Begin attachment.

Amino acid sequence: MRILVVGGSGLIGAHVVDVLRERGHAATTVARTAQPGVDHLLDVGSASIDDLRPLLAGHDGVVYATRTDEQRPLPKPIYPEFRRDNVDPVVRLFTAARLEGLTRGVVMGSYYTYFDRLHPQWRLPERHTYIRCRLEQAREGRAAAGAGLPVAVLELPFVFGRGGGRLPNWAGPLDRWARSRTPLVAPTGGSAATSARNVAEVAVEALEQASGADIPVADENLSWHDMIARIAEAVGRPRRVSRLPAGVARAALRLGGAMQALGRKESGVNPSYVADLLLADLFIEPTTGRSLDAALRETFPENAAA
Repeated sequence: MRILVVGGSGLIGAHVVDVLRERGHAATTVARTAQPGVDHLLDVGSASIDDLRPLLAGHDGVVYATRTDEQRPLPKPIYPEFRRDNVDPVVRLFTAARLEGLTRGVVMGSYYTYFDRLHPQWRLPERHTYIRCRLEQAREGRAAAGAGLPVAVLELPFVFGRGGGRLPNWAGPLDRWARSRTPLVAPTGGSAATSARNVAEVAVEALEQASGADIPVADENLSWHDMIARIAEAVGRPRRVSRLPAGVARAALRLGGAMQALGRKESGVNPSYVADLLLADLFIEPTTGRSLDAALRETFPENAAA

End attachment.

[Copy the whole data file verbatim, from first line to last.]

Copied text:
Amino acid sequence: MRILVVGGSGLIGAHVVDVLRERGHAATTVARTAQPGVDHLLDVGSASIDDLRPLLAGHDGVVYATRTDEQRPLPKPIYPEFRRDNVDPVVRLFTAARLEGLTRGVVMGSYYTYFDRLHPQWRLPERHTYIRCRLEQAREGRAAAGAGLPVAVLELPFVFGRGGGRLPNWAGPLDRWARSRTPLVAPTGGSAATSARNVAEVAVEALEQASGADIPVADENLSWHDMIARIAEAVGRPRRVSRLPAGVARAALRLGGAMQALGRKESGVNPSYVADLLLADLFIEPTTGRSLDAALRETFPENAAA
Repeated sequence: MRILVVGGSGLIGAHVVDVLRERGHAATTVARTAQPGVDHLLDVGSASIDDLRPLLAGHDGVVYATRTDEQRPLPKPIYPEFRRDNVDPVVRLFTAARLEGLTRGVVMGSYYTYFDRLHPQWRLPERHTYIRCRLEQAREGRAAAGAGLPVAVLELPFVFGRGGGRLPNWAGPLDRWARSRTPLVAPTGGSAATSARNVAEVAVEALEQASGADIPVADENLSWHDMIARIAEAVGRPRRVSRLPAGVARAALRLGGAMQALGRKESGVNPSYVADLLLADLFIEPTTGRSLDAALRETFPENAAA